website menu

C4DM Seminar: Norbert Schnell - Playing (with) Mobile Devices and Web Technolgies... Together

For external participants: Please join our mailing list to receive announcements of future C4DM seminars.

Date and Time
Thursday, 28th July, at 3:00pm

Room 3.24, Electronic Engineering building, Queen Mary University of London, Mile End Road, London E1 4NS. Information on how to access the school can be found at here.

Norbert Schnell

Playing (with) Mobile Devices and Web Technolgies... Together

The recent availability of affordable motion capture technologies and mobile platforms allows for creating a new generation of musical instruments and interactive audio applications. These systems are currently redefining the boundaries between music listening and music performance. On one hand, new devices and applications, enable music listening as an active participation in musical interpretation and composition. On the other hand, new digital musical instruments integrate notions of perception, generativity, and collaboration, questioning the performance practices and functions of traditional instruments. In the framework of the CoSiMa research project ( we currently explore recent web standards (HTML5, Javascript, WebAudio API, WebSockets, Device Motion, Node.js) and mobile platforms to create collective performances and participative concerts. On the background of underlying concepts and previous works, the presentation will give insides into ongoing work on the design of scenarios, technologies, and applications. It includes various live demonstrations as well as a collective performance that involve the attendees using their own smartphones (Android >= 4.2 or iOS >= 7).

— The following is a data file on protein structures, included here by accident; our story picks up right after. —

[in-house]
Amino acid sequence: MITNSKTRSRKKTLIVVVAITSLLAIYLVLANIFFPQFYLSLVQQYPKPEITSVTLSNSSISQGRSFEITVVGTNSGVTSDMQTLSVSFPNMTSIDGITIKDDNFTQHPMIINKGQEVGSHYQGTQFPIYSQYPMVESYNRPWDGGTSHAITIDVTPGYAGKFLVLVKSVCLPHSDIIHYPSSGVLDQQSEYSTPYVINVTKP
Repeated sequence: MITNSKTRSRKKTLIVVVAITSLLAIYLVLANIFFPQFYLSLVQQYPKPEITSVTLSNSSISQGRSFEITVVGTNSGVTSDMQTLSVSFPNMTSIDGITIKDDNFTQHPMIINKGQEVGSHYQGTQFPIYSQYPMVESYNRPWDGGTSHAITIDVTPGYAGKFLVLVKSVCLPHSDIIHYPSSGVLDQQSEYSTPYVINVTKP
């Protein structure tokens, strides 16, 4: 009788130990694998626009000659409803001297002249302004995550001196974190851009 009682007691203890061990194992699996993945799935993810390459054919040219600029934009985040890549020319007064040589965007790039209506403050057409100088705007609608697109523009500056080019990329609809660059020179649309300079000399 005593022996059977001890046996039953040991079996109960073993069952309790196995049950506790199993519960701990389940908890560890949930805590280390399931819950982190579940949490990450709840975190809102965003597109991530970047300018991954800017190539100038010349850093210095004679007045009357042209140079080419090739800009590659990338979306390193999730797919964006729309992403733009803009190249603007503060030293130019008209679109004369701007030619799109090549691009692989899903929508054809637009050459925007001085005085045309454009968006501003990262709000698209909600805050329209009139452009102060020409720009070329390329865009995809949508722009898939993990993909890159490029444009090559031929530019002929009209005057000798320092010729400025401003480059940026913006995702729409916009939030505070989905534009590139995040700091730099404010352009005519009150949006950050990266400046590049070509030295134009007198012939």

Norbert Schnell is a researcher, developer and designer focusing on real-time interactive digital audio processing and interaction design. Together with his colleagues of the Sound Music Movement Interaction Team at IRCAM – Centre Pompidou in Paris, he develops technologies and interaction scenarios on the frontiers between music listening and music performance. He was involved in numerous international research and development projects as well as artistic works in the field of music, interactive audiovisual installations, music pedagogy, and industrial design. Having created musical interactions that – apart from digital technologies – involve traditional musical instruments, chessboards, gambling machines, balls, and kitchen utilities he currently explores collective interaction scenarios based on web-based mobile technologies that involve many people engaging in making music together. He currently coordinates the CoSiMa research projet (

Return to top